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I asked myself the opposite question two days ago! I wanted to know if it's possible to make yourself allergic towards an allergen.
@Mavis I know that constant exposure to certain substances can cause a person to develop allergies, but other than that I don't know if it would be possible to purposefully develop an allergy to a specific substance, as an allergic reaction is caused by your immune system overreacting to any substance. My question to you though is, why would you want to develop an allergy to something?
I read somewhere that they tried to make mice allergic towards something by combining the protein with some toxine but the results were limited to mice, so I thought I'd ask if anyone here had more insight in the processes
and perhaps because I also have a heroin addiction that I'm trying to solve.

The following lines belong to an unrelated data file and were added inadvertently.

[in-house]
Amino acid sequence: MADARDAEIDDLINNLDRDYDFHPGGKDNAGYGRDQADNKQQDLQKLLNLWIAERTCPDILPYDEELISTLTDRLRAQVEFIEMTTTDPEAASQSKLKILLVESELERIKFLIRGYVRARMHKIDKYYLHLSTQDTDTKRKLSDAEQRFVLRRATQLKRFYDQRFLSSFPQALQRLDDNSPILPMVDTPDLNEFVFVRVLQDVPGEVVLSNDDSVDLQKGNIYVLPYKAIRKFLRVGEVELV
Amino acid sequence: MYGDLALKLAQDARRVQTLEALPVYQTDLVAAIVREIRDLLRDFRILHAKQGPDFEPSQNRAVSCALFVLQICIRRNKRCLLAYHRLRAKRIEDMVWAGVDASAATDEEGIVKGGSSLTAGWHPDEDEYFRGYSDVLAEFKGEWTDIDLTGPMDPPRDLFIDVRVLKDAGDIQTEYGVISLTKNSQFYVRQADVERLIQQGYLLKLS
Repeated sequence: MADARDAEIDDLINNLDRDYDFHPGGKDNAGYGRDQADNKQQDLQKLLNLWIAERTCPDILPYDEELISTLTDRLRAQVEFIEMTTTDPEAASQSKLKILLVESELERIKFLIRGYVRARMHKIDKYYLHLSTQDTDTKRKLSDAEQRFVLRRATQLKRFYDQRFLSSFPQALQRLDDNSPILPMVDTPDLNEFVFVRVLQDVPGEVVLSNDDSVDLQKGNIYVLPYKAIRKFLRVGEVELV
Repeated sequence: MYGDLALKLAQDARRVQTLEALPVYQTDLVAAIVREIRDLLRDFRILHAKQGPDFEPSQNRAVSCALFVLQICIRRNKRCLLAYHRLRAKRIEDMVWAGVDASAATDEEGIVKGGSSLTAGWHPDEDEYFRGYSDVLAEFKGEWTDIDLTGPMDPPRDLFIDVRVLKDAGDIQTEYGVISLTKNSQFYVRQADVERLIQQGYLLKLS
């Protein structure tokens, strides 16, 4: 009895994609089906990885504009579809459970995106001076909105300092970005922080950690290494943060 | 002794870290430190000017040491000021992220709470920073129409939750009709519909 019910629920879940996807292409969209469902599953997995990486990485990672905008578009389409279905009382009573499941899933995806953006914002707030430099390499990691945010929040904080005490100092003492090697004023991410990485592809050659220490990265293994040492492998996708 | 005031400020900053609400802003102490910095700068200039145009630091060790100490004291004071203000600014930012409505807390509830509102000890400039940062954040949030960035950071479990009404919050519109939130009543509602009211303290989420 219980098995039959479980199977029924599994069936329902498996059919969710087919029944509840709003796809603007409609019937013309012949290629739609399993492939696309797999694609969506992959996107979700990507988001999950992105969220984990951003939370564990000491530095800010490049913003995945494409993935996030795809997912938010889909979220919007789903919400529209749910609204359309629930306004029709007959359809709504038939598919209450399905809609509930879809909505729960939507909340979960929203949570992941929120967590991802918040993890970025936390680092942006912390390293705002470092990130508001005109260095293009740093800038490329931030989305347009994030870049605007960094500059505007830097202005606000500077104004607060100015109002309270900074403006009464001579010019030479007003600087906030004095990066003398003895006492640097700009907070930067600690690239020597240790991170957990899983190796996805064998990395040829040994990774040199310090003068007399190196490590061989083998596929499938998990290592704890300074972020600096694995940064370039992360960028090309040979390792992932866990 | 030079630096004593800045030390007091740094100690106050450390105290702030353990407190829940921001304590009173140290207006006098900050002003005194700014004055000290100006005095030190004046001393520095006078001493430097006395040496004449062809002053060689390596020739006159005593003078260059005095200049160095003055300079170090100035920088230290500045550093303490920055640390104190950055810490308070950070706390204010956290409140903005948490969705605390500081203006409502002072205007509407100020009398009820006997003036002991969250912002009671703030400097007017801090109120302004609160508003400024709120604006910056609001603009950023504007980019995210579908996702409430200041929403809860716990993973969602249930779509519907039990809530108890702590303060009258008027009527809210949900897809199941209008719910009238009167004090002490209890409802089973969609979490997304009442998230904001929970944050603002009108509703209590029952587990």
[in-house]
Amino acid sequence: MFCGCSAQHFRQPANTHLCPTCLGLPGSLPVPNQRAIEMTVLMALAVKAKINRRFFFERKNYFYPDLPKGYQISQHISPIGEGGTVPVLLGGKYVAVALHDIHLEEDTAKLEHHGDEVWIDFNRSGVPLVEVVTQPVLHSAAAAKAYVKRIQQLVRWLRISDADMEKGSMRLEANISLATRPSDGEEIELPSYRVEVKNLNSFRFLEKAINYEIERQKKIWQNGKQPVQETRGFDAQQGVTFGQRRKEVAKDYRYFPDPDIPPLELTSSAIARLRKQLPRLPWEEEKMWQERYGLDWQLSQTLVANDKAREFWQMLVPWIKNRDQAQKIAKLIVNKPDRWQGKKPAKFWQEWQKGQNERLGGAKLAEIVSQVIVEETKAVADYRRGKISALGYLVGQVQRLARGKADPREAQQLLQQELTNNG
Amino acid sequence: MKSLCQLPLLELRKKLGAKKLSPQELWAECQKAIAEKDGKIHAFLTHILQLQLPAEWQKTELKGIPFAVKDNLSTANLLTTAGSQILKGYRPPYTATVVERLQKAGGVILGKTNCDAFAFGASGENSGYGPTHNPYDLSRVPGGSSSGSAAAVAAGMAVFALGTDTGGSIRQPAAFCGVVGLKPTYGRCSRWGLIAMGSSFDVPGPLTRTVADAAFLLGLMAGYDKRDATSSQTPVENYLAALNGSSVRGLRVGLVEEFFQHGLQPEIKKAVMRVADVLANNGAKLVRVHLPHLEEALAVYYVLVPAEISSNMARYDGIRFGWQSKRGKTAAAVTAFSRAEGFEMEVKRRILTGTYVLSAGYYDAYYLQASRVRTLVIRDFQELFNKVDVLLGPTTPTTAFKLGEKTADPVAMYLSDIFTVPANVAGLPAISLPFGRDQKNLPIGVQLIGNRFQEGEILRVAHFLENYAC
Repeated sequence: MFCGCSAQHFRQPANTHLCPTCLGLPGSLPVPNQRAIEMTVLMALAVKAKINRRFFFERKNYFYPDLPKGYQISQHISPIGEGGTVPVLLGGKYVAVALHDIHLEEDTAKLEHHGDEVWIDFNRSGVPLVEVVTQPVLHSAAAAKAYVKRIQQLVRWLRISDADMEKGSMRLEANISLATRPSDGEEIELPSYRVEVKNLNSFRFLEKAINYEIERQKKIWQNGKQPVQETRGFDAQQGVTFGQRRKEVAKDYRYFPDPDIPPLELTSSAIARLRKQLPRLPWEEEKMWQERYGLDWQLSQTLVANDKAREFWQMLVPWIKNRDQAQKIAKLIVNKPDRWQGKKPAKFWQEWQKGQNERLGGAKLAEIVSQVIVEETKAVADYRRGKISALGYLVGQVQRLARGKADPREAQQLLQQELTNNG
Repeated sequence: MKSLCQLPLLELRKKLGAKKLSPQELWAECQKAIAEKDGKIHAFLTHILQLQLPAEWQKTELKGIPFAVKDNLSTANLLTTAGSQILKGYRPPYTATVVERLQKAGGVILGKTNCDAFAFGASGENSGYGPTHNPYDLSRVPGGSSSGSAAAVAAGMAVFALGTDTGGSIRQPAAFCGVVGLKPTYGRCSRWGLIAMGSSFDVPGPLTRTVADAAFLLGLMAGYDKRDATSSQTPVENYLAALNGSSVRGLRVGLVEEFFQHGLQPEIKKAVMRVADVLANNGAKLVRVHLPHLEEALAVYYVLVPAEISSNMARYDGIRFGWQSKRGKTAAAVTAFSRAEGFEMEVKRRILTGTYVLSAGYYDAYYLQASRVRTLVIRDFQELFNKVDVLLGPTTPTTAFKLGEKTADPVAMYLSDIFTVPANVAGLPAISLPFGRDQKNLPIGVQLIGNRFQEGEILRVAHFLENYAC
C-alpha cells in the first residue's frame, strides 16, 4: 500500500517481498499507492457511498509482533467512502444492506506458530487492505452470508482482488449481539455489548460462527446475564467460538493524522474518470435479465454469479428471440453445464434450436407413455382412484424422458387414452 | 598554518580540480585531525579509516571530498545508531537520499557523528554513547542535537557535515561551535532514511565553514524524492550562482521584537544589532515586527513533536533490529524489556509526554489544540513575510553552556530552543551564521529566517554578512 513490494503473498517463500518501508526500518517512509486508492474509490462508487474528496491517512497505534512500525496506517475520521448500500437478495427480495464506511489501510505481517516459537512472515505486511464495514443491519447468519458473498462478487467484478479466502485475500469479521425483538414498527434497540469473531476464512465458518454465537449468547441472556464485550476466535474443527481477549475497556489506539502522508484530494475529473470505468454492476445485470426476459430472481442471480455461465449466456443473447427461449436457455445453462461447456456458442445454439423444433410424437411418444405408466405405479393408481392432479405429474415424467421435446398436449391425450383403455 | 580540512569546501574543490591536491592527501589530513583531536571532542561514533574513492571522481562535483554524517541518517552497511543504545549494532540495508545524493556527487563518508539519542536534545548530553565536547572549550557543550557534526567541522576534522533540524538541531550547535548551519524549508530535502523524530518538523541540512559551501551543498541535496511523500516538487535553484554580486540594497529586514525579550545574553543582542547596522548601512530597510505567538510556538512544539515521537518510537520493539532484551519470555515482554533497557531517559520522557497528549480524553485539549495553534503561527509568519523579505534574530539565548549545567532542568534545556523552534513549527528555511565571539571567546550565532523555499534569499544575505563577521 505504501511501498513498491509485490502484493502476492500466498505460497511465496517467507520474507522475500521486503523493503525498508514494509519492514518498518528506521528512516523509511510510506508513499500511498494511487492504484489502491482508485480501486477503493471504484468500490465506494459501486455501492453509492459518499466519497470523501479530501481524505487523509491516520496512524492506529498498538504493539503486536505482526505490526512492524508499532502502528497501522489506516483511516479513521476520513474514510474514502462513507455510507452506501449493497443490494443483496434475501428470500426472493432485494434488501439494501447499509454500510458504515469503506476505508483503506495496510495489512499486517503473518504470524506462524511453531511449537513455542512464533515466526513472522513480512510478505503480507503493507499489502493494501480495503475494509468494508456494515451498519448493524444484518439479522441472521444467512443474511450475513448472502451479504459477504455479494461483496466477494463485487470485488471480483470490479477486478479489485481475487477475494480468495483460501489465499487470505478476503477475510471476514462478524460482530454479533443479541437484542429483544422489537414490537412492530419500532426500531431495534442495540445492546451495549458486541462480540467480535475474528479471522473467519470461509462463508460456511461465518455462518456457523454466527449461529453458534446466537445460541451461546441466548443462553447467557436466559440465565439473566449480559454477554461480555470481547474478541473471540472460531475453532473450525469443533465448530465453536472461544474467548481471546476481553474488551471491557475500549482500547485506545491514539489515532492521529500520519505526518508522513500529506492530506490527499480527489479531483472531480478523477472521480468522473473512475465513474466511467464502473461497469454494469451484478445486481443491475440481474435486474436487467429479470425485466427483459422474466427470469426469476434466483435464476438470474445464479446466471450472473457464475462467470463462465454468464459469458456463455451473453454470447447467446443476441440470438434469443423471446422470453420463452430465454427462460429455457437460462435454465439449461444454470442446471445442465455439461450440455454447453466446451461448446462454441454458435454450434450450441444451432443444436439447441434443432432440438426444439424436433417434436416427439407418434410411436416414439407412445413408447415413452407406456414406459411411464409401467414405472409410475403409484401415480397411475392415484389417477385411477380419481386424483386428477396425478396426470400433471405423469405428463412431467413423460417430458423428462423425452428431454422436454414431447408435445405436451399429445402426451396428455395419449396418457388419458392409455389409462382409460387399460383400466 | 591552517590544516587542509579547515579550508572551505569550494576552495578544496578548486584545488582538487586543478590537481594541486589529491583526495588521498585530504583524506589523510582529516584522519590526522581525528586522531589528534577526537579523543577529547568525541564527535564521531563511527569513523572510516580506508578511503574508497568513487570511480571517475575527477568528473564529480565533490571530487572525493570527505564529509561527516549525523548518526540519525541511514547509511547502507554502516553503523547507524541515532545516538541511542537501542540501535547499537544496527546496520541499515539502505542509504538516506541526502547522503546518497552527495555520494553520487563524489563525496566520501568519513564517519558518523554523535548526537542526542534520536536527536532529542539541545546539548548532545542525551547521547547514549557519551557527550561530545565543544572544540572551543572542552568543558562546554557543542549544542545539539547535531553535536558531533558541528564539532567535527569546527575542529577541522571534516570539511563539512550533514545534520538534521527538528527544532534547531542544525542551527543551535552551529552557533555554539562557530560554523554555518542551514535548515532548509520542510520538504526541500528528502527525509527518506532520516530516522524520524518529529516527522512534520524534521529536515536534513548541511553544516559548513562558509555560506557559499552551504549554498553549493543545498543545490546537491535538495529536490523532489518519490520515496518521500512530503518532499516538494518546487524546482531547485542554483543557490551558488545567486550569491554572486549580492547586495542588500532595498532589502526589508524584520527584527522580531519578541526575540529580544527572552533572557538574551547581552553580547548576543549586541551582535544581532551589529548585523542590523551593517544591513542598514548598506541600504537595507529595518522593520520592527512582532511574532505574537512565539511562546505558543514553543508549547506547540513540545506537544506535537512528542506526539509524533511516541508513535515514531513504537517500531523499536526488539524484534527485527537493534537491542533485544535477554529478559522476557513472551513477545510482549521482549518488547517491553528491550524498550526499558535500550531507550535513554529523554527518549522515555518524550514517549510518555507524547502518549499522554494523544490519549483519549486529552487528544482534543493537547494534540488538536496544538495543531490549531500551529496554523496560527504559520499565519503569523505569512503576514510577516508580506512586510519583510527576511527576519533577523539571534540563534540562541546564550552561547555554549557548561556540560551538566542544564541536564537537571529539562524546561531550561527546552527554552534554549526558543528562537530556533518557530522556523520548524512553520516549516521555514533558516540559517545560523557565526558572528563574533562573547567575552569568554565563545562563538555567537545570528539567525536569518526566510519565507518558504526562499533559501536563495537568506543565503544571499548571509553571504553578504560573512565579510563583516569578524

Possibly desensitization therapy if your allergy is not severe, where you expose yourself to gradually larger amounts of the allergen, although this is still considered 'immunotherapy.' But this is one you can try at home, although you may want to keep an epipen handy. (If you can't afford an epipen, Four Thieves Vinegar provides instructions to make an 'epipencil,' although I can't personally vouch for the efficacy of it. They also have instructions for at home production of naloxone.)
Any treatment of allergies is going to be considered immunotherapy because allergies are an immune response.
It's interesting that repeated exposure is (supposed to be) effective both to produce and eliminate an allergic reaction (: